Only later did I go backwards to his earlier work -- the disco perfection of "Rock With You," "Don't Stop Til You Get Enough." (Hell, only a couple months ago did I hear "P.Y.T." and think to myself, wow, this song is great.) The kid who did those songs, the kid dancing with his big smile in a '70s spacesuit amid the green laser lights, is the one we've all been mourning. He seems so fresh and talented and new, even now, even knowing everything we do. As an obnoxious seventh grader I wrote a paper about MJ and how weird he was, and why that might be. His decline was such a horrible spectacle. Our shameless pleasure in watching him destroy himself was only tempered by the knowledge that real kids actually seemed to be getting hurt. Had he died tragically in, say, 1992, can you imagine the sterling legacy he would have left? Nothing worse than a few weird habits, a chimp, strange but harmless.

But then again, if he departed in 1992 we might not have had "Remember the Time," and that was my song. Also his later stuff -- "Break of Dawn" and "Butterflies" breathed some life into his music on the contemporary R&B charts.

He was a tragic figure, but there was a time, a time of "Off the Wall" and "Thriller" and the Boot-head Shuffle, when he seemed to capture everything that was great about music and let everybody else experience it, too. He was the genesis. At hip hop on Wednesday night we did "Thriller" as a tribute, and coming up this week is "Remember the Time," but our teacher took a few minutes to talk about her own experience of MJ -- the fact that she had auditioned for his last volley of shows in London, that the energy in the audition room was palpable and unlike anything she had seen before, that the people dancing there were giving everything they had, sweating through their shoes, even though Michael wasn't even in the room until the final round, when he was merely a soft presence in the back row of an auditorium. She said she was telling us about that experience because it didn't solely belong to her, but it belonged to all of us, to everyone, and that we should share it too, because it carries on. And so it does.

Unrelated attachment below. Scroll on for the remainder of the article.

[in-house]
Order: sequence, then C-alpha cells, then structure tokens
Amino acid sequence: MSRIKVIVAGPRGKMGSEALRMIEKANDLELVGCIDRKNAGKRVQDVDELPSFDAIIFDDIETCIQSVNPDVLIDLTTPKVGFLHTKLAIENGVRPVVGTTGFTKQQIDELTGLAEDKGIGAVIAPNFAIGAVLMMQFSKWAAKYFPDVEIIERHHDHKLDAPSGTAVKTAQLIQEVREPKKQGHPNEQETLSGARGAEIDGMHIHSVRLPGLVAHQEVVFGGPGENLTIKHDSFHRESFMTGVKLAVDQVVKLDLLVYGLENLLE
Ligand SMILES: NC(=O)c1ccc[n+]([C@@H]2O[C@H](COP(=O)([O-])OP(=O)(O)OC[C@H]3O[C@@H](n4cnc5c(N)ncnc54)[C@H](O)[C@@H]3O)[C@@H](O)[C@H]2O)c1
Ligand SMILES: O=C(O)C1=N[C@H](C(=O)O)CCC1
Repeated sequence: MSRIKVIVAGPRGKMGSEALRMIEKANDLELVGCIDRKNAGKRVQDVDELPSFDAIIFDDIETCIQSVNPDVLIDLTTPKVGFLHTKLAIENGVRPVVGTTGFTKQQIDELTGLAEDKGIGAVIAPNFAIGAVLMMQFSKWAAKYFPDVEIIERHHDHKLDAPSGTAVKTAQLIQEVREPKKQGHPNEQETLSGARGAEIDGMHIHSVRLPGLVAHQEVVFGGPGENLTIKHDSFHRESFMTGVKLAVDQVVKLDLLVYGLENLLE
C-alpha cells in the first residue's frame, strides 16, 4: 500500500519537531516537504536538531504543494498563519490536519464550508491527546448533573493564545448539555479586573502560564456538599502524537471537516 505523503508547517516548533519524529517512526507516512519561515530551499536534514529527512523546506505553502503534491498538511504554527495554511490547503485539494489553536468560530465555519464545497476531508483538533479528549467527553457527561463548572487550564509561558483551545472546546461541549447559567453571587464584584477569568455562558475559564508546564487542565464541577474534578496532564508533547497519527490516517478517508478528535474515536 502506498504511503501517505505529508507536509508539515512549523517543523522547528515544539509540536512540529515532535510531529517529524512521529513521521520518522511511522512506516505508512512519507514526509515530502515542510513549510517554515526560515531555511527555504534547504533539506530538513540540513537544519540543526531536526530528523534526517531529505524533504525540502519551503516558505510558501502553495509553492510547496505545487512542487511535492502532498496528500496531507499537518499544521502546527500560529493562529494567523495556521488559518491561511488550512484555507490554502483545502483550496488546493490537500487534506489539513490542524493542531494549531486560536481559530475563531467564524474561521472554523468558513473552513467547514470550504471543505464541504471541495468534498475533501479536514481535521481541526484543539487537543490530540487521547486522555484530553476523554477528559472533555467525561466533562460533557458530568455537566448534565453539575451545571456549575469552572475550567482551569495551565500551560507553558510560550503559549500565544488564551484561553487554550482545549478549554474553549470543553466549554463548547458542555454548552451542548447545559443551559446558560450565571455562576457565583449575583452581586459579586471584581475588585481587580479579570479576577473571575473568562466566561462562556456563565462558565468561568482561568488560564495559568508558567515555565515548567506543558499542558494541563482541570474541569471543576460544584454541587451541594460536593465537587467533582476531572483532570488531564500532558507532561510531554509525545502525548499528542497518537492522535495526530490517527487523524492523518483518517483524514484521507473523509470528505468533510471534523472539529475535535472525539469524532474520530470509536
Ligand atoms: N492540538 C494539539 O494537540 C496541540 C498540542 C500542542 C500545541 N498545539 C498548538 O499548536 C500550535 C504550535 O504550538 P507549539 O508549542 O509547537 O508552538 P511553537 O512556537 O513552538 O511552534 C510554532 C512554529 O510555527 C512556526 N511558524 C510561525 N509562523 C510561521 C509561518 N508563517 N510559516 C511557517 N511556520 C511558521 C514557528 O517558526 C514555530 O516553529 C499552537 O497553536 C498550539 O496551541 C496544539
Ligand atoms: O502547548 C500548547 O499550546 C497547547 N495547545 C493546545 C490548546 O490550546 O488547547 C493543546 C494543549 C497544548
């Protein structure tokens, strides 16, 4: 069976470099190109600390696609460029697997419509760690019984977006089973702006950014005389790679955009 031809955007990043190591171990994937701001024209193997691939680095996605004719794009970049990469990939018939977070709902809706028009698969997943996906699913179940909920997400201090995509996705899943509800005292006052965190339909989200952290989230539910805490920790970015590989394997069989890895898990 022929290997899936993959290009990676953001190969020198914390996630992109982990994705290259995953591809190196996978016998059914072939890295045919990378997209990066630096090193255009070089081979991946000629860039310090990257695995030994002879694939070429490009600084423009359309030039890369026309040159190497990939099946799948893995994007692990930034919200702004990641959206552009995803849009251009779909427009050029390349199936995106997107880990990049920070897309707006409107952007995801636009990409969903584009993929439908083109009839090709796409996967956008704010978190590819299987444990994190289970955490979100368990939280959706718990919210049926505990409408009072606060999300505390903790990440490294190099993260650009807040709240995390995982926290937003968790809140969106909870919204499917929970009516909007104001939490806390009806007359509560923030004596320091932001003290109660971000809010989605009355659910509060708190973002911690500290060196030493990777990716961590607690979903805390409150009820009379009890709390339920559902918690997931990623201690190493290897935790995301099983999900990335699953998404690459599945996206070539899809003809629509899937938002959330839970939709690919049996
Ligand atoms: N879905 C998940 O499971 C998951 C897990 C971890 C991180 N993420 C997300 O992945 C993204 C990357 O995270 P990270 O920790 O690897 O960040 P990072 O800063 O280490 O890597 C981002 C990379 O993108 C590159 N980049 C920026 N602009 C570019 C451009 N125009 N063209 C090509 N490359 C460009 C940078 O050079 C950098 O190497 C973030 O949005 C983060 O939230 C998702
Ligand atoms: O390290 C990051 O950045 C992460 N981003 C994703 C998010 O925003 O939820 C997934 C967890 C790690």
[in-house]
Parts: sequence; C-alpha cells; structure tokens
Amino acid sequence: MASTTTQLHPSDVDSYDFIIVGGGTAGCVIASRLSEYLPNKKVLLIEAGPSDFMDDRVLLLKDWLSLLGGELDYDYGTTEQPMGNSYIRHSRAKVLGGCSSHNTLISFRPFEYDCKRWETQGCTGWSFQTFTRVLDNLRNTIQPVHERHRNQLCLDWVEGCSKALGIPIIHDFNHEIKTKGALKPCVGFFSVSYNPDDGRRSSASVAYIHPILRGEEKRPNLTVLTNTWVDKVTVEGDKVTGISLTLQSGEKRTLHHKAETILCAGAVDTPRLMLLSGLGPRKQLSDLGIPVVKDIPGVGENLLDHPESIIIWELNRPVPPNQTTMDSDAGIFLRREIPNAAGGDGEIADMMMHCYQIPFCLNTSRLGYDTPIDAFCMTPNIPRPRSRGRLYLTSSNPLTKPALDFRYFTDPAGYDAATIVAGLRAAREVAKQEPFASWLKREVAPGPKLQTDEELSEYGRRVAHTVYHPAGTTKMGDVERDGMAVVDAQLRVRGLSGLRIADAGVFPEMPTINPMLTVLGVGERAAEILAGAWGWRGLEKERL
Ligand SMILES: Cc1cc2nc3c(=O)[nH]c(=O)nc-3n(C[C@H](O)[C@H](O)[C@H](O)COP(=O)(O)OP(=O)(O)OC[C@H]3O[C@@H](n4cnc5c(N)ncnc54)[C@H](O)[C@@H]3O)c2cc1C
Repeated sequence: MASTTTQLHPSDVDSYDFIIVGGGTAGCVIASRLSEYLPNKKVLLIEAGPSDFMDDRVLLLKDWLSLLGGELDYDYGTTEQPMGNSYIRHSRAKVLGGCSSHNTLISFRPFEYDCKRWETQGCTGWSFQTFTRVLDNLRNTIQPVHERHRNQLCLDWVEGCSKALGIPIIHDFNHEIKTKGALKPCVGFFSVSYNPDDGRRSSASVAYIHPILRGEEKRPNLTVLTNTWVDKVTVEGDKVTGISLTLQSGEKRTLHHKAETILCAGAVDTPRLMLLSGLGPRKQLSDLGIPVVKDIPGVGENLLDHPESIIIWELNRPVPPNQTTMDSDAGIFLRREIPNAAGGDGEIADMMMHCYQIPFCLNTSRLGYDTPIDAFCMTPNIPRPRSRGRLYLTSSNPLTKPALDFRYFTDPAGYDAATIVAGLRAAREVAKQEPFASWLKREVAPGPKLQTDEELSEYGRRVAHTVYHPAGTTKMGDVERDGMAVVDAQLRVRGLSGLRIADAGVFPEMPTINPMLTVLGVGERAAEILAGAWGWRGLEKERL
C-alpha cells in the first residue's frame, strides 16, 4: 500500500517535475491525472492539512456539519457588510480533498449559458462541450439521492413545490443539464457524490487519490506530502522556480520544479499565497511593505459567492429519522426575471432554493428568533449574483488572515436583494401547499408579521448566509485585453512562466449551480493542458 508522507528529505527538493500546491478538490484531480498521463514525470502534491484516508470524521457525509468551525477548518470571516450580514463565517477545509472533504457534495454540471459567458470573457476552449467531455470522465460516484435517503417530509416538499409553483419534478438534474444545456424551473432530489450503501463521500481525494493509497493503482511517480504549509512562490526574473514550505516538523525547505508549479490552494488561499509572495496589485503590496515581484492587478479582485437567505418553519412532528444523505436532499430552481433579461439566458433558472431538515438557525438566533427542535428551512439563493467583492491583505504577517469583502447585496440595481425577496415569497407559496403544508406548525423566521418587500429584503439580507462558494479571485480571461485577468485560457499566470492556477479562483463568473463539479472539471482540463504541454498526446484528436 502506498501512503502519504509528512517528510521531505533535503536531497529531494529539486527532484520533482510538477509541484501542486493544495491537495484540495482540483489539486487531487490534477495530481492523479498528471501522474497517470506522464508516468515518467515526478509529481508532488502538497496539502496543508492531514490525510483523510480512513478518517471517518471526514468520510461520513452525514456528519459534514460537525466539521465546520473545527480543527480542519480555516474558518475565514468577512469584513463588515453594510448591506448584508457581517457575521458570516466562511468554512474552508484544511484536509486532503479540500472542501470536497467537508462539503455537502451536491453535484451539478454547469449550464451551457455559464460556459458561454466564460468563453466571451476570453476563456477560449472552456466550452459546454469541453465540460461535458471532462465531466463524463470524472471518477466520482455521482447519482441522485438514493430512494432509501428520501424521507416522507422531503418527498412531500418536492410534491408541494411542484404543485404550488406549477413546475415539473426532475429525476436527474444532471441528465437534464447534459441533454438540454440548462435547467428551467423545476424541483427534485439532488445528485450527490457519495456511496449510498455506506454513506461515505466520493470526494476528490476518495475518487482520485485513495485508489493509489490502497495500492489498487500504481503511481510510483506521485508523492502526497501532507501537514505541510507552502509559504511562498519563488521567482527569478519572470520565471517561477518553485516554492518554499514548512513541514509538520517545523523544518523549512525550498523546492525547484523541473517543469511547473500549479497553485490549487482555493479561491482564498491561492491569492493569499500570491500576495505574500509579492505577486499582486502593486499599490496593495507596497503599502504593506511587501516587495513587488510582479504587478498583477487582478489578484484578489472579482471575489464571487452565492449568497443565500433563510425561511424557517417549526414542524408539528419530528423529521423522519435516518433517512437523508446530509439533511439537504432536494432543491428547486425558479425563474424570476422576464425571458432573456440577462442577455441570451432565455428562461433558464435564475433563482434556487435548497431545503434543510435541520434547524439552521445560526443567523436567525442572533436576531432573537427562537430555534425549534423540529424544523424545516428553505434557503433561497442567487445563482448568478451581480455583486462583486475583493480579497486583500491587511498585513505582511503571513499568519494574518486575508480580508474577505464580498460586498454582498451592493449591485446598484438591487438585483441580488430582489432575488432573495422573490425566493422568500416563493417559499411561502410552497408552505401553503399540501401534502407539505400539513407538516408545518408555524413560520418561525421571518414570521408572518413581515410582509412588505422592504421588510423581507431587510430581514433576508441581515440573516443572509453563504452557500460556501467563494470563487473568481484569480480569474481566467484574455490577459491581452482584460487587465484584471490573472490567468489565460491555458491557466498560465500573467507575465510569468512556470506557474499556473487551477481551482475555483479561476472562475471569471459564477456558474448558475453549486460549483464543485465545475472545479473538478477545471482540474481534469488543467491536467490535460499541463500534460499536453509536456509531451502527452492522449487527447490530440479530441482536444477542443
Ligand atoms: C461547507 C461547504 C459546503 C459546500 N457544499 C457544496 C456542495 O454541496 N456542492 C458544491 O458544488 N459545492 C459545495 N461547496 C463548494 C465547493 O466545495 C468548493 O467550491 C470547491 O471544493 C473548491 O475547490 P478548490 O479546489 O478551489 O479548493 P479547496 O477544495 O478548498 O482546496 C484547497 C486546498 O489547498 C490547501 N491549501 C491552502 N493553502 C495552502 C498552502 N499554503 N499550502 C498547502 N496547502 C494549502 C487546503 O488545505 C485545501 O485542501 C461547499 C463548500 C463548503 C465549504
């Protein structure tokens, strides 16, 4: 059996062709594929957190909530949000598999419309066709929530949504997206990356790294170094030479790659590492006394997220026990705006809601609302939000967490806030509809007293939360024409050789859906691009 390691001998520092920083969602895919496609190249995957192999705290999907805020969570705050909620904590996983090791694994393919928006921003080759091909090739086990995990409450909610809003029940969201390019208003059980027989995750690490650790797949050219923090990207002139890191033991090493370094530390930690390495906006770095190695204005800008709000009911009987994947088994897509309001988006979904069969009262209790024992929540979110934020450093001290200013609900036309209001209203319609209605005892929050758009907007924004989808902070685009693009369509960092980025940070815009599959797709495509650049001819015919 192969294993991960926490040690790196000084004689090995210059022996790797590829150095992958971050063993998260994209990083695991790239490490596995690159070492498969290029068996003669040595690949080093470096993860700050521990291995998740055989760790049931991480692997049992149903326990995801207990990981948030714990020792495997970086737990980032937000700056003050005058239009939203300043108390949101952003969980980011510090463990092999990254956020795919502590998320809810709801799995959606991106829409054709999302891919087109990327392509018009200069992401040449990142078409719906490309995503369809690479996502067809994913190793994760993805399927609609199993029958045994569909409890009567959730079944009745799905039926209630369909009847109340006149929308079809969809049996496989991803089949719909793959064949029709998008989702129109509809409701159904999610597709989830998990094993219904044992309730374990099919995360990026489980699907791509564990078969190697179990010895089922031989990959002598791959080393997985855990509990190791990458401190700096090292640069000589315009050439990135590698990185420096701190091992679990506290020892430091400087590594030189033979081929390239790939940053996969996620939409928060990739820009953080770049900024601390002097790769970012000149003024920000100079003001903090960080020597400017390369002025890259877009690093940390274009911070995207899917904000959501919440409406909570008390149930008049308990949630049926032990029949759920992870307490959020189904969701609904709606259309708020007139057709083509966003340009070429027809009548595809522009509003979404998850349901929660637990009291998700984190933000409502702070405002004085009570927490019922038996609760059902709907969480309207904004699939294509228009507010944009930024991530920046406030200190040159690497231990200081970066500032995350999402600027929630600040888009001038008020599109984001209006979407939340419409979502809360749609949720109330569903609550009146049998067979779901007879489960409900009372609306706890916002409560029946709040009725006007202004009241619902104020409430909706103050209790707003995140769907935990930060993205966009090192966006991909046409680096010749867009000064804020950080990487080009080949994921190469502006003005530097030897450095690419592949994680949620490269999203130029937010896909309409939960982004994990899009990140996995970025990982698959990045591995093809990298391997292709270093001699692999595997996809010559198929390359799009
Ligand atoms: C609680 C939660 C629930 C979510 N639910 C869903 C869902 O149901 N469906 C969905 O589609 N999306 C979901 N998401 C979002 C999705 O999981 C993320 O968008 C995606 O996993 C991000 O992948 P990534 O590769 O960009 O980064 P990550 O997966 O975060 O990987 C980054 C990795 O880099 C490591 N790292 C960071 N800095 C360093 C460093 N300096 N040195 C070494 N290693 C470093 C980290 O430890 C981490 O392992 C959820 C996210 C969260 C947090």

Monday, June 08, 2009


Last night I woke with a start, opening my eyes to a pitch-dark bedroom. Outside there was a strange murmur of voices, and I knew something was wrong. It was too late for people to be outside. I lay in bed and turned towards the windows in the far room, listening to the litany of voices churning outside. It didn't make sense.


I cowered in bed for a second, ashamed and afraid. My heart was pounding.


I thought about calling 911. I thought about Kitty Genovese. I thought about the previous time I called 911, when my phone locked itself in 'emergency phone' and the police called me back a few minutes later with questions I struggled to answer. The woman screamed again. I leapt out of bed and ran to the window, grabbing my glasses and my cellphone. Angled against the glass, I could see several police cars parked askew in front of our building. Their lights and sirens were off, making the cars look oddly demure. The police were standing around, and the person screaming was strapped to a gurney that they were loading into an ambulance. Her cries softened, and then stopped.